Richard Zorza, Self-Represented Litigants and the Access to Justice Revolution in the State Courts: Cross-Pollinating Perspectives Toward a Dialogue for Innovation in the Courts and the Administrative System, 29 J. Nat’l Ass’n Admin. L. Judiciary, 1 (2009).
Richard Zorza discusses various responses to the “tidal wave” of pro se litigants that has broken across the U.S. court system over the past 15 years. Zorza examines courts’ intake procedures, case management systems, and party compliance enforcement in the face of the recent surge in pro se litigation. Further, Zorza presents the findings of the Self-Represented Litigation network, a national network of groups working for access to justice for pro se litigants, which has identified a list of “Best Practices” for dealing with the increase in pro se litigation. This presentation of information is meant to lay the groundwork for a greater discussion amongst courts and administrative agencies regarding how to increase access to our justice system.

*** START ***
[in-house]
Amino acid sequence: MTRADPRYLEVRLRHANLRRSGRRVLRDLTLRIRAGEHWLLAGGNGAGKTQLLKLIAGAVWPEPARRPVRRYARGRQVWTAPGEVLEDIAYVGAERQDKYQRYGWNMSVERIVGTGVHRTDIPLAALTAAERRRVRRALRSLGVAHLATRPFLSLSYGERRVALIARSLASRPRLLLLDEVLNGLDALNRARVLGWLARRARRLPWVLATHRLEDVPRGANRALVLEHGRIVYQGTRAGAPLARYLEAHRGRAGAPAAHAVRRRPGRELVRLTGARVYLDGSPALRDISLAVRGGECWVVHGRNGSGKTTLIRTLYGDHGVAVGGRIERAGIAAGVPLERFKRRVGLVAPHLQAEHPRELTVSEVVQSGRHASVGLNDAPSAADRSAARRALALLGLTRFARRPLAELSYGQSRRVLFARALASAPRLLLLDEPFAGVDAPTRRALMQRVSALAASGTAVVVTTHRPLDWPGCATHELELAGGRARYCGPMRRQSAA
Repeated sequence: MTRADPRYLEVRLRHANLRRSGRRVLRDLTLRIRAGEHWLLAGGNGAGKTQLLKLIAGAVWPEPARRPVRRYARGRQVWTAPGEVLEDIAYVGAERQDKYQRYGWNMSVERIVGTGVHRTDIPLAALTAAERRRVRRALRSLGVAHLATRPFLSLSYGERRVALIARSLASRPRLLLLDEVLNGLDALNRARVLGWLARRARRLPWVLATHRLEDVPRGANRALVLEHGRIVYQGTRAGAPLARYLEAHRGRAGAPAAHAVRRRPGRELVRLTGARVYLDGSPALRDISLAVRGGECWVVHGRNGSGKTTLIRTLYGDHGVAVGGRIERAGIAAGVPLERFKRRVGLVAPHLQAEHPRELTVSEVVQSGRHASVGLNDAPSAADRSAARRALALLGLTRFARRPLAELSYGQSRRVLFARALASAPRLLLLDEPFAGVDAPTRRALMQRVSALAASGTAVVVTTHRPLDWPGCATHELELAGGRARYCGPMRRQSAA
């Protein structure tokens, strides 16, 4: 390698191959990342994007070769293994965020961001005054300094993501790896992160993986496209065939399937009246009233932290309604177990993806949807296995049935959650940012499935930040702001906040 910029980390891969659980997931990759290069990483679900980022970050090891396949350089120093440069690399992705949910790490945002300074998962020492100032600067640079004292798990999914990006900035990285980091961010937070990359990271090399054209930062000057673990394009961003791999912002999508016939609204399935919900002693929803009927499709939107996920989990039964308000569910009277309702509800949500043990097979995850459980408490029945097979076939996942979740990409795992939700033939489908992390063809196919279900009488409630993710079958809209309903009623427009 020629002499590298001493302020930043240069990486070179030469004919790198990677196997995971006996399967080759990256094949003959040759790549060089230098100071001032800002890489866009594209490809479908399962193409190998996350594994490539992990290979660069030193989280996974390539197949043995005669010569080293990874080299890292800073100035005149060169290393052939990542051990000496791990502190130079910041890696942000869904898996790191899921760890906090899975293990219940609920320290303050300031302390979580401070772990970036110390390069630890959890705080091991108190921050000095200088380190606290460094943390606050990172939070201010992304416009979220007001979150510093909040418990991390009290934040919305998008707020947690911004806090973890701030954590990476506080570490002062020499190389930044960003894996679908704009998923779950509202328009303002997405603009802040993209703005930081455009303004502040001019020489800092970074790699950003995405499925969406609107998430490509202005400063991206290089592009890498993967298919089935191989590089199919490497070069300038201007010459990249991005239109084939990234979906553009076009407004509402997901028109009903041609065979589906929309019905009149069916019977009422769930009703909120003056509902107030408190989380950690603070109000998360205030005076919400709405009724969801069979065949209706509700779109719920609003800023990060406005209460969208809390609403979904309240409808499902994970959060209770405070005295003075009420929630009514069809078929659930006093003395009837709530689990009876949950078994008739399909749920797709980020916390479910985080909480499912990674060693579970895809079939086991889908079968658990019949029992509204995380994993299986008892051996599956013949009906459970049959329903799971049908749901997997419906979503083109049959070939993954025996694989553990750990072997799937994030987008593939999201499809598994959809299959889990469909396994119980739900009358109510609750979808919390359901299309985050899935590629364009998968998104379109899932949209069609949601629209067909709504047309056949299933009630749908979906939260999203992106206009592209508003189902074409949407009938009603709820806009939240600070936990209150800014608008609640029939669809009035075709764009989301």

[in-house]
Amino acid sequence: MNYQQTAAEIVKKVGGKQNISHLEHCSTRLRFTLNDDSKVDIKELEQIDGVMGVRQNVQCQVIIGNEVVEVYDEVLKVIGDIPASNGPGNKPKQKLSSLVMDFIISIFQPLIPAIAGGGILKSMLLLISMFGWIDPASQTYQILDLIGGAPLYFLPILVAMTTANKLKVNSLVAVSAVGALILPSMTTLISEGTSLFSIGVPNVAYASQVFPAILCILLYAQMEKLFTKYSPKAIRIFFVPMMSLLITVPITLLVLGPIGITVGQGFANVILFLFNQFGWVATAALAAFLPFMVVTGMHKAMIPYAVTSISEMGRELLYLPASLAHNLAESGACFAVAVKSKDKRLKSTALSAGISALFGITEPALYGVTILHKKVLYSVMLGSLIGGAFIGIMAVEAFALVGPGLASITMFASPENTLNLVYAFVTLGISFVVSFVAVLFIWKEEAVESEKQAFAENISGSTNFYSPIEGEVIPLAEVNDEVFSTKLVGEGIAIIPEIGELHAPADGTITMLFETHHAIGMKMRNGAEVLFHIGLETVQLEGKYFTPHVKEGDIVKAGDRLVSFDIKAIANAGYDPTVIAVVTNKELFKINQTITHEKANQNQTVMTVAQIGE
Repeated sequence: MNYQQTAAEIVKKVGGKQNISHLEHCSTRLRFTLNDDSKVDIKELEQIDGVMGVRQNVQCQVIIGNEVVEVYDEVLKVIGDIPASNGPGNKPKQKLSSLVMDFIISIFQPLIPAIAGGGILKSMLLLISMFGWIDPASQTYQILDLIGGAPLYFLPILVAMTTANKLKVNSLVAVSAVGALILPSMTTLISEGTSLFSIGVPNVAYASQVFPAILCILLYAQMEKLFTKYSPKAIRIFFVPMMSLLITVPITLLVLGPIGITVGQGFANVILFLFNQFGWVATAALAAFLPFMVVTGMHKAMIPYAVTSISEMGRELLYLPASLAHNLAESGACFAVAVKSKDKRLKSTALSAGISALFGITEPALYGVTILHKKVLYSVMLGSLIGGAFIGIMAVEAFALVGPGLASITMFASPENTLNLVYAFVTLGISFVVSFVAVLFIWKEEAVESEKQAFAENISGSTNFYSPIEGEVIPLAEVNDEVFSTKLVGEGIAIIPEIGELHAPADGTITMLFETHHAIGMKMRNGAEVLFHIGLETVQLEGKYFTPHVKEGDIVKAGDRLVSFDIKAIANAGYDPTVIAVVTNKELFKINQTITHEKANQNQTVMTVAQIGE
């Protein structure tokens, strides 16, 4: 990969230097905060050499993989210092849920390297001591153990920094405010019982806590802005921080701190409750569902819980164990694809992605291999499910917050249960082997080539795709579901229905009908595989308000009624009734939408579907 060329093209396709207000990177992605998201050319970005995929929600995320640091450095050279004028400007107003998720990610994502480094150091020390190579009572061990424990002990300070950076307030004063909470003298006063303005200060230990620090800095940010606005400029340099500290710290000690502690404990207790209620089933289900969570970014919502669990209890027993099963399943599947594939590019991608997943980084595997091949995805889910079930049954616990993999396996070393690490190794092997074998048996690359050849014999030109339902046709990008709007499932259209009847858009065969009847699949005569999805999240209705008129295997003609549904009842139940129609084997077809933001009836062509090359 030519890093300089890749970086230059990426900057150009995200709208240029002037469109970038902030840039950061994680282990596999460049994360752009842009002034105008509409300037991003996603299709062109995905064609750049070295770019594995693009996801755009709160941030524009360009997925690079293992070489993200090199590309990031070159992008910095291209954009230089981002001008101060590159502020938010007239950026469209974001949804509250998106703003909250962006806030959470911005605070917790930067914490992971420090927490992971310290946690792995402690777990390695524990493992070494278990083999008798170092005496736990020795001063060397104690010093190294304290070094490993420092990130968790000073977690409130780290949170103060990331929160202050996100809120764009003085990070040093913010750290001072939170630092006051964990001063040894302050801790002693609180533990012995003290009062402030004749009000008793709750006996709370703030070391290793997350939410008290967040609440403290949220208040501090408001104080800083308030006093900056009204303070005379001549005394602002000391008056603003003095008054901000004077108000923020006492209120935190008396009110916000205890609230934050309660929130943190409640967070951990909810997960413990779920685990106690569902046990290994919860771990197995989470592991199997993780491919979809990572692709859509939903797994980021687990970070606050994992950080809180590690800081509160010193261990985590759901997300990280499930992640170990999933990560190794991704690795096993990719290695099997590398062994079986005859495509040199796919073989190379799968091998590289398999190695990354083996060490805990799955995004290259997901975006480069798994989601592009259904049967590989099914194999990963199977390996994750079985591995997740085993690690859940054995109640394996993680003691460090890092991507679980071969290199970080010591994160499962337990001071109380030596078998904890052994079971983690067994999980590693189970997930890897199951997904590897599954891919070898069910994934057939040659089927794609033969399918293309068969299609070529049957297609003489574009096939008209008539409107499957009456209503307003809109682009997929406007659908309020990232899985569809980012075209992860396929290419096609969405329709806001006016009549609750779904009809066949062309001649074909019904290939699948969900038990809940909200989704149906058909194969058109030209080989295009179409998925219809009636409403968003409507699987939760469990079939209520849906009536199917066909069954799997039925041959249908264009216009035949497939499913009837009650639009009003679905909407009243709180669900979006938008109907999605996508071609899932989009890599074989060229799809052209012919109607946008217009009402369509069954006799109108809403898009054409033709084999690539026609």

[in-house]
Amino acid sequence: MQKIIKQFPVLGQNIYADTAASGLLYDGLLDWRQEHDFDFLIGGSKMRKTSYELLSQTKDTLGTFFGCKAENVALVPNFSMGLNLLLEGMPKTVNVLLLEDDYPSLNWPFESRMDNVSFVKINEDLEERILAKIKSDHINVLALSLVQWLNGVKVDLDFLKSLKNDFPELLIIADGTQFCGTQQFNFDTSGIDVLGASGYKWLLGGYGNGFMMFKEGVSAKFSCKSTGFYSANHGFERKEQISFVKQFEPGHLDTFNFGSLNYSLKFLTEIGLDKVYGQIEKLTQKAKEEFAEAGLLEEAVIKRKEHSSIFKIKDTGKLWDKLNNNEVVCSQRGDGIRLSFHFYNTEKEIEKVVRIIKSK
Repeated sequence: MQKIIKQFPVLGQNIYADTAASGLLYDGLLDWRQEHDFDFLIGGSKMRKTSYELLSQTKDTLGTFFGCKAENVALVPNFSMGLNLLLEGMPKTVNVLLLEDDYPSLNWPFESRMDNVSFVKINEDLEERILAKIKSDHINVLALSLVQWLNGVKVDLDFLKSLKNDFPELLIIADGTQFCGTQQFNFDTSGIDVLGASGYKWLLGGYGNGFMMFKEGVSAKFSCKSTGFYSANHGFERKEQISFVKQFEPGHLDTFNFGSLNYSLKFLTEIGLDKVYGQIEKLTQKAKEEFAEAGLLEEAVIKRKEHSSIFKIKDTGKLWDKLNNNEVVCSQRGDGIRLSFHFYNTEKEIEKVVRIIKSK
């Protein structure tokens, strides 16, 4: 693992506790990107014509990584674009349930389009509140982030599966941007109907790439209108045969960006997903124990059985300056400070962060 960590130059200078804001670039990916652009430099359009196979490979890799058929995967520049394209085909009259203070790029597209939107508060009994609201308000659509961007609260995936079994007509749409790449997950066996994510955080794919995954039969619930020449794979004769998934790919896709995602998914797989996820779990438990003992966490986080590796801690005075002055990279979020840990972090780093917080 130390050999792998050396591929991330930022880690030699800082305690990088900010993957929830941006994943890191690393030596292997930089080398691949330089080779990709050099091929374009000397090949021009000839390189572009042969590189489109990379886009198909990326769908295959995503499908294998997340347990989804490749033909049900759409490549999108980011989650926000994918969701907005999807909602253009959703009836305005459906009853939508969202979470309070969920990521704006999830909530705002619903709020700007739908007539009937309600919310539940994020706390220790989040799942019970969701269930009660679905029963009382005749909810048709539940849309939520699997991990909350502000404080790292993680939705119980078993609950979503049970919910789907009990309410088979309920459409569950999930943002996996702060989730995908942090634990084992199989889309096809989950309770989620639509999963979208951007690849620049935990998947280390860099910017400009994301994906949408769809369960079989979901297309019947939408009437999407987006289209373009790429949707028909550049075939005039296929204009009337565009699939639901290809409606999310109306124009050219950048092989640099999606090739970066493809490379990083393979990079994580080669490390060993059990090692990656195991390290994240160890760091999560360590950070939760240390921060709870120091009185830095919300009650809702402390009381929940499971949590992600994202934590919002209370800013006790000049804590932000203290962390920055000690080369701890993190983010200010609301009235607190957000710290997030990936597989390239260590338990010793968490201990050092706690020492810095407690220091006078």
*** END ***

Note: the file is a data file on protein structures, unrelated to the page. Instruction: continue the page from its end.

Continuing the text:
Natural Allies: Philanthropy and Civil Legal Aid, Public Welfare Foundation (2013).
This article promotes civil legal aid as a wise investment for philanthropists seeking to make real, positive differences with their contributions. The authors discuss how philanthropic efforts have had positive effects already, whom those efforts have benefited, and future opportunities to be explored.
Jona Goldschmidt, The Pro Se Litigant’s Struggle For Access To Justice, Fam. Ct. Rev., Vol. 40(1), 36-62 (Jan. 2002).